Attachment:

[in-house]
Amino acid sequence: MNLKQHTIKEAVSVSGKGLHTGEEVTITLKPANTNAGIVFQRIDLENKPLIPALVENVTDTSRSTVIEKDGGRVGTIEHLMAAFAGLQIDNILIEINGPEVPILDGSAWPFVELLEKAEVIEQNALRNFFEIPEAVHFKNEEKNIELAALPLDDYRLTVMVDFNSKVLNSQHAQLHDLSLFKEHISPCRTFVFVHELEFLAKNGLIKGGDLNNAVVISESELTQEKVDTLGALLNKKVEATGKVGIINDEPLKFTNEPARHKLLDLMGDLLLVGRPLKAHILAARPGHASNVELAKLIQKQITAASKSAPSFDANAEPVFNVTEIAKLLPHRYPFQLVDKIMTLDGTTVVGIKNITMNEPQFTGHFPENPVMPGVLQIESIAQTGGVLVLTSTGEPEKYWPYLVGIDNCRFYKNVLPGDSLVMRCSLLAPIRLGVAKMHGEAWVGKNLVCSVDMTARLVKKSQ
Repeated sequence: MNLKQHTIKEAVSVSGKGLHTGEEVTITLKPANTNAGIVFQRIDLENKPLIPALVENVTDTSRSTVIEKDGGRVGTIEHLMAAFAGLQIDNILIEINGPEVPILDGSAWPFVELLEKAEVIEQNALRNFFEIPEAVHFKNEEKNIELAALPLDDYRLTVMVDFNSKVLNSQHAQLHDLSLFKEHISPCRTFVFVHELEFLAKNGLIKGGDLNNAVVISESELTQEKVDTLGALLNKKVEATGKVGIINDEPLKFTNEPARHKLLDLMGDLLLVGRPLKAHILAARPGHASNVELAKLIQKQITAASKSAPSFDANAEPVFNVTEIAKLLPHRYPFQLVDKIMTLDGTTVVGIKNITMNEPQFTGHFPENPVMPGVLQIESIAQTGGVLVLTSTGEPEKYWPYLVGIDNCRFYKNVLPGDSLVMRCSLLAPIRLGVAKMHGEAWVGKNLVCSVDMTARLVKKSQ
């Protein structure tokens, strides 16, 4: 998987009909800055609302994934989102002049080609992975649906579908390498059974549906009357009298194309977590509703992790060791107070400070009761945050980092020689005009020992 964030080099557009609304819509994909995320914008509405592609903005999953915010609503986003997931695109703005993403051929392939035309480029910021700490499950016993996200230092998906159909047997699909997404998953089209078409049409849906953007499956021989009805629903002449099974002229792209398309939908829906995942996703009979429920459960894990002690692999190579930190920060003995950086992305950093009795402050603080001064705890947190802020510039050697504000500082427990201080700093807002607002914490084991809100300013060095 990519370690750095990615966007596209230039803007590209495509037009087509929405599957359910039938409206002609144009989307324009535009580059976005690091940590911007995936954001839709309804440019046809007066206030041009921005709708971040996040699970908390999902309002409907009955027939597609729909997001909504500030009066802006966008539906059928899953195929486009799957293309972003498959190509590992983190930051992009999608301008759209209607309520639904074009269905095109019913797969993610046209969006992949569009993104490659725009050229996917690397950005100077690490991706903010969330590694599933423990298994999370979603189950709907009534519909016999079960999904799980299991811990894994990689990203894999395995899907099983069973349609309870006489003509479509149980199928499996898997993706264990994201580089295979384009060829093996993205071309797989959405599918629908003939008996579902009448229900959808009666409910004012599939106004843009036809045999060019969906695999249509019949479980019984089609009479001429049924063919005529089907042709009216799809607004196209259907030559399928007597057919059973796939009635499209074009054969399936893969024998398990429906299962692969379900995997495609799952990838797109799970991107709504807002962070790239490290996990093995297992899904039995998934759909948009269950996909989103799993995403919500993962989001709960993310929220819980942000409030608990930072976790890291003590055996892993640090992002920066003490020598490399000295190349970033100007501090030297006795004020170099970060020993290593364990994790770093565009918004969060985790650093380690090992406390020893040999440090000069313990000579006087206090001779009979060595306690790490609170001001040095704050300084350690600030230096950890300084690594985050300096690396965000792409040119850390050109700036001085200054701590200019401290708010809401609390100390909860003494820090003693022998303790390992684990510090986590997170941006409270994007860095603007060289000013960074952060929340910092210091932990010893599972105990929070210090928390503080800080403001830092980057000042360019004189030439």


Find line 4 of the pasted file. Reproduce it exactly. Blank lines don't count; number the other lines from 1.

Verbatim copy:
């Protein structure tokens, strides 16, 4: 998987009909800055609302994934989102002049080609992975649906579908390498059974549906009357009298194309977590509703992790060791107070400070009761945050980092020689005009020992 964030080099557009609304819509994909995320914008509405592609903005999953915010609503986003997931695109703005993403051929392939035309480029910021700490499950016993996200230092998906159909047997699909997404998953089209078409049409849906953007499956021989009805629903002449099974002229792209398309939908829906995942996703009979429920459960894990002690692999190579930190920060003995950086992305950093009795402050603080001064705890947190802020510039050697504000500082427990201080700093807002607002914490084991809100300013060095 990519370690750095990615966007596209230039803007590209495509037009087509929405599957359910039938409206002609144009989307324009535009580059976005690091940590911007995936954001839709309804440019046809007066206030041009921005709708971040996040699970908390999902309002409907009955027939597609729909997001909504500030009066802006966008539906059928899953195929486009799957293309972003498959190509590992983190930051992009999608301008759209209607309520639904074009269905095109019913797969993610046209969006992949569009993104490659725009050229996917690397950005100077690490991706903010969330590694599933423990298994999370979603189950709907009534519909016999079960999904799980299991811990894994990689990203894999395995899907099983069973349609309870006489003509479509149980199928499996898997993706264990994201580089295979384009060829093996993205071309797989959405599918629908003939008996579902009448229900959808009666409910004012599939106004843009036809045999060019969906695999249509019949479980019984089609009479001429049924063919005529089907042709009216799809607004196209259907030559399928007597057919059973796939009635499209074009054969399936893969024998398990429906299962692969379900995997495609799952990838797109799970991107709504807002962070790239490290996990093995297992899904039995998934759909948009269950996909989103799993995403919500993962989001709960993310929220819980942000409030608990930072976790890291003590055996892993640090992002920066003490020598490399000295190349970033100007501090030297006795004020170099970060020993290593364990994790770093565009918004969060985790650093380690090992406390020893040999440090000069313990000579006087206090001779009979060595306690790490609170001001040095704050300084350690600030230096950890300084690594985050300096690396965000792409040119850390050109700036001085200054701590200019401290708010809401609390100390909860003494820090003693022998303790390992684990510090986590997170941006409270994007860095603007060289000013960074952060929340910092210091932990010893599972105990929070210090928390503080800080403001830092980057000042360019004189030439």